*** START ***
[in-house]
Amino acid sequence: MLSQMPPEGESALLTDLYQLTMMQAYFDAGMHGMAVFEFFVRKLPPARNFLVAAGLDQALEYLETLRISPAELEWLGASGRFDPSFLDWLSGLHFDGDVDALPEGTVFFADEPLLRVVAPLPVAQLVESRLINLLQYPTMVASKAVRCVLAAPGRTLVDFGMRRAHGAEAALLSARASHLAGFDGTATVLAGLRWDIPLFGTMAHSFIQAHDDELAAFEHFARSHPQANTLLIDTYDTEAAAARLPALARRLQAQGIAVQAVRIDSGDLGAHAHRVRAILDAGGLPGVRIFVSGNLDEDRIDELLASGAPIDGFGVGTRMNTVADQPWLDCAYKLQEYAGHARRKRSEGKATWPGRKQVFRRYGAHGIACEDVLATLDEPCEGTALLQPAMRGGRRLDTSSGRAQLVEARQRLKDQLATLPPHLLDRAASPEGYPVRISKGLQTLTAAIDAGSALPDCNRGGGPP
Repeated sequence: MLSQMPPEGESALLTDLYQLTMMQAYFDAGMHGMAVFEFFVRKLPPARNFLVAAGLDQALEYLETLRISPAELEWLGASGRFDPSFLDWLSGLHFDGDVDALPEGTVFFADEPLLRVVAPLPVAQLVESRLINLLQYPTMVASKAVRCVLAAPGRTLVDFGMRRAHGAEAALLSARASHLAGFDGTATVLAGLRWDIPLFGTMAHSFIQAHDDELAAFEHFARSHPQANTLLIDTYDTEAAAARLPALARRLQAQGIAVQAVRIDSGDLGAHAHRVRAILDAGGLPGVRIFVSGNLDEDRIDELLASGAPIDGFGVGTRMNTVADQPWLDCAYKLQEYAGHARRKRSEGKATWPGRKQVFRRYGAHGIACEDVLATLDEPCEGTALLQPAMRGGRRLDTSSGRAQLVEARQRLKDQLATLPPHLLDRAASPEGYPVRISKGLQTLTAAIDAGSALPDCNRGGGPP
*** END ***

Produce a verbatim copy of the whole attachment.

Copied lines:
[in-house]
Amino acid sequence: MLSQMPPEGESALLTDLYQLTMMQAYFDAGMHGMAVFEFFVRKLPPARNFLVAAGLDQALEYLETLRISPAELEWLGASGRFDPSFLDWLSGLHFDGDVDALPEGTVFFADEPLLRVVAPLPVAQLVESRLINLLQYPTMVASKAVRCVLAAPGRTLVDFGMRRAHGAEAALLSARASHLAGFDGTATVLAGLRWDIPLFGTMAHSFIQAHDDELAAFEHFARSHPQANTLLIDTYDTEAAAARLPALARRLQAQGIAVQAVRIDSGDLGAHAHRVRAILDAGGLPGVRIFVSGNLDEDRIDELLASGAPIDGFGVGTRMNTVADQPWLDCAYKLQEYAGHARRKRSEGKATWPGRKQVFRRYGAHGIACEDVLATLDEPCEGTALLQPAMRGGRRLDTSSGRAQLVEARQRLKDQLATLPPHLLDRAASPEGYPVRISKGLQTLTAAIDAGSALPDCNRGGGPP
Repeated sequence: MLSQMPPEGESALLTDLYQLTMMQAYFDAGMHGMAVFEFFVRKLPPARNFLVAAGLDQALEYLETLRISPAELEWLGASGRFDPSFLDWLSGLHFDGDVDALPEGTVFFADEPLLRVVAPLPVAQLVESRLINLLQYPTMVASKAVRCVLAAPGRTLVDFGMRRAHGAEAALLSARASHLAGFDGTATVLAGLRWDIPLFGTMAHSFIQAHDDELAAFEHFARSHPQANTLLIDTYDTEAAAARLPALARRLQAQGIAVQAVRIDSGDLGAHAHRVRAILDAGGLPGVRIFVSGNLDEDRIDELLASGAPIDGFGVGTRMNTVADQPWLDCAYKLQEYAGHARRKRSEGKATWPGRKQVFRRYGAHGIACEDVLATLDEPCEGTALLQPAMRGGRRLDTSSGRAQLVEARQRLKDQLATLPPHLLDRAASPEGYPVRISKGLQTLTAAIDAGSALPDCNRGGGPP